I had been listening to sermons that entire week about not being anxious or worried because my Heavenly Father knows what I need and will provide. I simply just needed to trust Him. I’m so glad I prepared my heart with those teachings because I had no idea how much I would need to trust the Lord as I prepared to give birth to our sweet, baby Jude.

As we were admitted into the hospital, we were blessed with an incredibly kind and gentle L&D nurse who helped us remain peaceful; We were almost certain she was a believer. Suddenly as I got up to go to the restroom while contractions were still pretty mild, the nurse notice a unique coloration that indicated that the baby passed meconium in the womb. She calmly informed us that NICU staff had been notified in advance so that they were ready at the time of his birth just in case they were needed for an emergency situation. 

Contractions continued to get stronger and I settled into position (which I discovered with James’ birth) where I get “in the zone.” Paul was an amazing support by my side, holding my hand and encouraging me through each wave of contraction. My awesome doctor arrived just as I began to make vocalizations to handle the pain and she was also encouraging me through the contractions and giving me sips of water. That is usually unheard of when it comes to OBs who mostly just show up at the very last minute to catch the baby.

Providence.

My doctor was only in the room for less than hour by the time I felt the urge to push. I switched to an upright position on my knees with my arms around Paul to bear down as I began to push, which seemed so much more difficult than I remember with James. I heard the doctor tell me that the head was out, but then I kept wondering why it wasn’t over yet.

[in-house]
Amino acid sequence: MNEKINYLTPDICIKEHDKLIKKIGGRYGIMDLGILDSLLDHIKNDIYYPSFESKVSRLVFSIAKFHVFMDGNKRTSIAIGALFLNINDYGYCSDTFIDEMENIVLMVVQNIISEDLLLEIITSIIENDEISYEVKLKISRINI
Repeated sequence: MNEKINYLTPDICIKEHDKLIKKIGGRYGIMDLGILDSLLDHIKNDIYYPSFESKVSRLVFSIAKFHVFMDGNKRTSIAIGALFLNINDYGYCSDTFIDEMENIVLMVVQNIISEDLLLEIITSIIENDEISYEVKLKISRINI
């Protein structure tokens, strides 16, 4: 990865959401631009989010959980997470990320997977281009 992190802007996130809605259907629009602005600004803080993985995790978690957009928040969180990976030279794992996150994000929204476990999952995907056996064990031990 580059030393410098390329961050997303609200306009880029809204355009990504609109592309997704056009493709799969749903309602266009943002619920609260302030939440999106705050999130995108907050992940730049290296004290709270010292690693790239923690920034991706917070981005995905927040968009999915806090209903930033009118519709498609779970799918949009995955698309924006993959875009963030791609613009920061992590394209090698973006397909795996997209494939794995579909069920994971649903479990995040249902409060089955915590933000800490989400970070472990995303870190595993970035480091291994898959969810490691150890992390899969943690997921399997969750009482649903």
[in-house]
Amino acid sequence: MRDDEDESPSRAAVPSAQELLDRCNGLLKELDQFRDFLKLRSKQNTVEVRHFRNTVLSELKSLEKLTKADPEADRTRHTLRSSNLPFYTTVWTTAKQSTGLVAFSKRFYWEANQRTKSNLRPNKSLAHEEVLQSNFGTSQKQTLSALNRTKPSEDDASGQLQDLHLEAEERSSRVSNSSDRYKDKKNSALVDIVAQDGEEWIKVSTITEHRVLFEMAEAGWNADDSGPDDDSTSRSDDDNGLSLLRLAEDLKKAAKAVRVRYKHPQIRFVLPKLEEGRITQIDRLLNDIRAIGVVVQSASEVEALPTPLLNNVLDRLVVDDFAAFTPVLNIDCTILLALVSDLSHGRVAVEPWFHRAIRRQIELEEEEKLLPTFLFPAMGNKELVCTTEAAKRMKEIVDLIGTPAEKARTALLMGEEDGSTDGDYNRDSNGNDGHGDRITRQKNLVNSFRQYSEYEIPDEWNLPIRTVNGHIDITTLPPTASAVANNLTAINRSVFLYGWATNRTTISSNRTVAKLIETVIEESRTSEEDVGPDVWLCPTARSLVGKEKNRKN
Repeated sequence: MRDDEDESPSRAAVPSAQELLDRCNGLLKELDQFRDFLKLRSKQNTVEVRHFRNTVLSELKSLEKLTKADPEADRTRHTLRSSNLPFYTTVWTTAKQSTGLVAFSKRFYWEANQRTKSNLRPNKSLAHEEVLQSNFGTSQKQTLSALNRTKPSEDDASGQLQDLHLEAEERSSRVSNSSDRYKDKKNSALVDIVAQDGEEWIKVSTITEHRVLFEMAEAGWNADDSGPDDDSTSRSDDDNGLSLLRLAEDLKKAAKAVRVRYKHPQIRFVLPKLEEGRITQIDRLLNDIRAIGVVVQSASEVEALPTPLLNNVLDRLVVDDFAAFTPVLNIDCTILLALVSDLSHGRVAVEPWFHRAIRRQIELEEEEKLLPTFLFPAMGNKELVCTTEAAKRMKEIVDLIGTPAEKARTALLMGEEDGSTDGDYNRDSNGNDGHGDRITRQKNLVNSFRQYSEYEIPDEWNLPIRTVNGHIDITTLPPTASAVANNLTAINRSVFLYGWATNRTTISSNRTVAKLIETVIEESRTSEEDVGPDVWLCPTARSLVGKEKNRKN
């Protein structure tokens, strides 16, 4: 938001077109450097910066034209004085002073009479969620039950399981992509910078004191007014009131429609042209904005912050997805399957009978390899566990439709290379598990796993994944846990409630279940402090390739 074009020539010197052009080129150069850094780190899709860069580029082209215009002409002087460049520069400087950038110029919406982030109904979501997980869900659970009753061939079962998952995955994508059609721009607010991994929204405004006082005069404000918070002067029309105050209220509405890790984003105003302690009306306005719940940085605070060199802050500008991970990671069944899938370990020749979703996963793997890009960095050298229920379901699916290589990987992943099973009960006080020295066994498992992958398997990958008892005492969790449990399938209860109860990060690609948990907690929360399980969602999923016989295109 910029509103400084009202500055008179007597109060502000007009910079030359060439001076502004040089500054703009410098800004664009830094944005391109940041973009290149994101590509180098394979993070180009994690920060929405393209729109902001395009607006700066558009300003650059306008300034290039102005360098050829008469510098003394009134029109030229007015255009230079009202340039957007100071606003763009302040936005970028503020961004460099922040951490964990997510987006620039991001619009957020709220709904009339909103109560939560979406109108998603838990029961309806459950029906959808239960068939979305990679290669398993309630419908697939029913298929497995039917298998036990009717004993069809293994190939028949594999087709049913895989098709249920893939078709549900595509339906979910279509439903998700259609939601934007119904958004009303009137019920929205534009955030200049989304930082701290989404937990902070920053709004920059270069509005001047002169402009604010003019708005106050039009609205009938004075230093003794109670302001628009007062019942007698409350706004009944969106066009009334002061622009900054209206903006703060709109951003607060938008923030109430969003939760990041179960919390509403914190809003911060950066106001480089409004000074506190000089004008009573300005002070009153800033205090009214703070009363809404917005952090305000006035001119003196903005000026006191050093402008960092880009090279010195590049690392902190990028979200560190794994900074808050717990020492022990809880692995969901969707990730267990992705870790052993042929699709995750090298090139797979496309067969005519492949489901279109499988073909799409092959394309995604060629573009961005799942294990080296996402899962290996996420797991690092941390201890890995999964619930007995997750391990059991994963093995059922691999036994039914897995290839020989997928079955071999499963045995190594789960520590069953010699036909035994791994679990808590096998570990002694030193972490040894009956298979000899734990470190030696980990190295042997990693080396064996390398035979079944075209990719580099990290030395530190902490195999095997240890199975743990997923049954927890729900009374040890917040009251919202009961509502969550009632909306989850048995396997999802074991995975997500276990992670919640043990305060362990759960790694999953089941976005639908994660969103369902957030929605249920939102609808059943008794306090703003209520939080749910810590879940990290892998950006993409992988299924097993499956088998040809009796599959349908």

What I didn’t know was that Jude’s shoulders were stuck in the birth canal. 

Suddenly, a swarm of nurses were around me as they turned me onto my back, and everyone did all they could to help Jude out. It was a slow night, so there was plenty of staff to come to the rescue.

Providence.

Finally, there he was, but instead of instant skin to skin like I was promised, they rushed him to the table across the room where Paul met them. The NICU staff worked extremely fast and precise to intubate him to clear his airways because he did in fact swallow meconium and wasn’t breathing. As I was waiting to hear his precious little cry, I just kept praying “Please, Father” over and over again as the nurses by my side were telling me to calm my breathing. Finally, Jude cried, and I threw my hands up in worship and kept saying “Thank you, Jesus.” 

One of the reasons, his birth was so difficult was because he was very unexpectedly two pounds heavier than Isaiah and James. Jude Samuel born at 1:39 am on 9/21/2020, and weighed in at 9.6 lbs- my doctor was absolutely shocked that baby fit inside my little belly. Most often, babies that big result in a C-section, but by the grace of God, Jude entered the world naturally and because of God’s grace and mercy and the amazing staff at Missouri Baptist Hospital, he is alive and healthy.  

Once the doctors and nurses were able to stabilize his oxygen levels enough before they took him to the NICU for him to receive the care and observation he needed, the nurses swaddled him up in a blanket and put a hat on him for a quick family photo op. I was still trying to grasp what had just happened that I could barely smile. As I look at the photo now, I see that Paul’s eyes were welled up with tears and Jude’s gaze was locked on his momma.